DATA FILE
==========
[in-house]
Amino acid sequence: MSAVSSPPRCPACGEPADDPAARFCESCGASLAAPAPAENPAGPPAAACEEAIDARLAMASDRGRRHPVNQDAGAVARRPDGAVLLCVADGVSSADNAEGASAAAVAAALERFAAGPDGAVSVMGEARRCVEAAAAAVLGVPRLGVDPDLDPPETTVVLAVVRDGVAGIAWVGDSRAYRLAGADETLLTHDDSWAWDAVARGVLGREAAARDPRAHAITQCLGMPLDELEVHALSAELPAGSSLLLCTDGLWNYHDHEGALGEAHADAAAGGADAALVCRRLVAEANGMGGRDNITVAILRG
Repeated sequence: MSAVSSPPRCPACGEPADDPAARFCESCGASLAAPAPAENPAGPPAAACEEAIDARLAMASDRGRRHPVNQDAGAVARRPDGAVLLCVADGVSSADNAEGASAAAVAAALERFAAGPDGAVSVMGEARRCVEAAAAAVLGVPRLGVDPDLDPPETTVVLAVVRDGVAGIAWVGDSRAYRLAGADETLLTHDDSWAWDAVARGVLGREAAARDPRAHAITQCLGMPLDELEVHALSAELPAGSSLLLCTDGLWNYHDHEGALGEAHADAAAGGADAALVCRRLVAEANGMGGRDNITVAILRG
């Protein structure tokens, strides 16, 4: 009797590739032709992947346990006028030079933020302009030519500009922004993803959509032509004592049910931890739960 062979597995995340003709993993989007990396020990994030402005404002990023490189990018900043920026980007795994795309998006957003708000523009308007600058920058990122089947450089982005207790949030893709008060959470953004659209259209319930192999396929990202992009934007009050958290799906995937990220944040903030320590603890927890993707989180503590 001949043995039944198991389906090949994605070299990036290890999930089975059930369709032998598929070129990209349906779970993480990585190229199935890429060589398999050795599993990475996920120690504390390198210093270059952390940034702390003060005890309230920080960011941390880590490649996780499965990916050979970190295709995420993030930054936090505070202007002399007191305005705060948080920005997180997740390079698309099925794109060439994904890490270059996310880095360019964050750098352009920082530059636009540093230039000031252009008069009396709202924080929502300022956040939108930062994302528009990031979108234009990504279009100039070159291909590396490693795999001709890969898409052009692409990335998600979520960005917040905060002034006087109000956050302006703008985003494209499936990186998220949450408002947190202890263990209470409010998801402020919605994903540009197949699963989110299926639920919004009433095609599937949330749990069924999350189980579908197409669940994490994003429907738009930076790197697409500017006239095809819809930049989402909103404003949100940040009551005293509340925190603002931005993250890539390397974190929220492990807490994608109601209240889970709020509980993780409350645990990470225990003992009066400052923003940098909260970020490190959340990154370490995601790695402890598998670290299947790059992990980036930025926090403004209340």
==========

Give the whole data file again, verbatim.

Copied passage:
[in-house]
Amino acid sequence: MSAVSSPPRCPACGEPADDPAARFCESCGASLAAPAPAENPAGPPAAACEEAIDARLAMASDRGRRHPVNQDAGAVARRPDGAVLLCVADGVSSADNAEGASAAAVAAALERFAAGPDGAVSVMGEARRCVEAAAAAVLGVPRLGVDPDLDPPETTVVLAVVRDGVAGIAWVGDSRAYRLAGADETLLTHDDSWAWDAVARGVLGREAAARDPRAHAITQCLGMPLDELEVHALSAELPAGSSLLLCTDGLWNYHDHEGALGEAHADAAAGGADAALVCRRLVAEANGMGGRDNITVAILRG
Repeated sequence: MSAVSSPPRCPACGEPADDPAARFCESCGASLAAPAPAENPAGPPAAACEEAIDARLAMASDRGRRHPVNQDAGAVARRPDGAVLLCVADGVSSADNAEGASAAAVAAALERFAAGPDGAVSVMGEARRCVEAAAAAVLGVPRLGVDPDLDPPETTVVLAVVRDGVAGIAWVGDSRAYRLAGADETLLTHDDSWAWDAVARGVLGREAAARDPRAHAITQCLGMPLDELEVHALSAELPAGSSLLLCTDGLWNYHDHEGALGEAHADAAAGGADAALVCRRLVAEANGMGGRDNITVAILRG
């Protein structure tokens, strides 16, 4: 009797590739032709992947346990006028030079933020302009030519500009922004993803959509032509004592049910931890739960 062979597995995340003709993993989007990396020990994030402005404002990023490189990018900043920026980007795994795309998006957003708000523009308007600058920058990122089947450089982005207790949030893709008060959470953004659209259209319930192999396929990202992009934007009050958290799906995937990220944040903030320590603890927890993707989180503590 001949043995039944198991389906090949994605070299990036290890999930089975059930369709032998598929070129990209349906779970993480990585190229199935890429060589398999050795599993990475996920120690504390390198210093270059952390940034702390003060005890309230920080960011941390880590490649996780499965990916050979970190295709995420993030930054936090505070202007002399007191305005705060948080920005997180997740390079698309099925794109060439994904890490270059996310880095360019964050750098352009920082530059636009540093230039000031252009008069009396709202924080929502300022956040939108930062994302528009990031979108234009990504279009100039070159291909590396490693795999001709890969898409052009692409990335998600979520960005917040905060002034006087109000956050302006703008985003494209499936990186998220949450408002947190202890263990209470409010998801402020919605994903540009197949699963989110299926639920919004009433095609599937949330749990069924999350189980579908197409669940994490994003429907738009930076790197697409500017006239095809819809930049989402909103404003949100940040009551005293509340925190603002931005993250890539390397974190929220492990807490994608109601209240889970709020509980993780409350645990990470225990003992009066400052923003940098909260970020490190959340990154370490995601790695402890598998670290299947790059992990980036930025926090403004209340």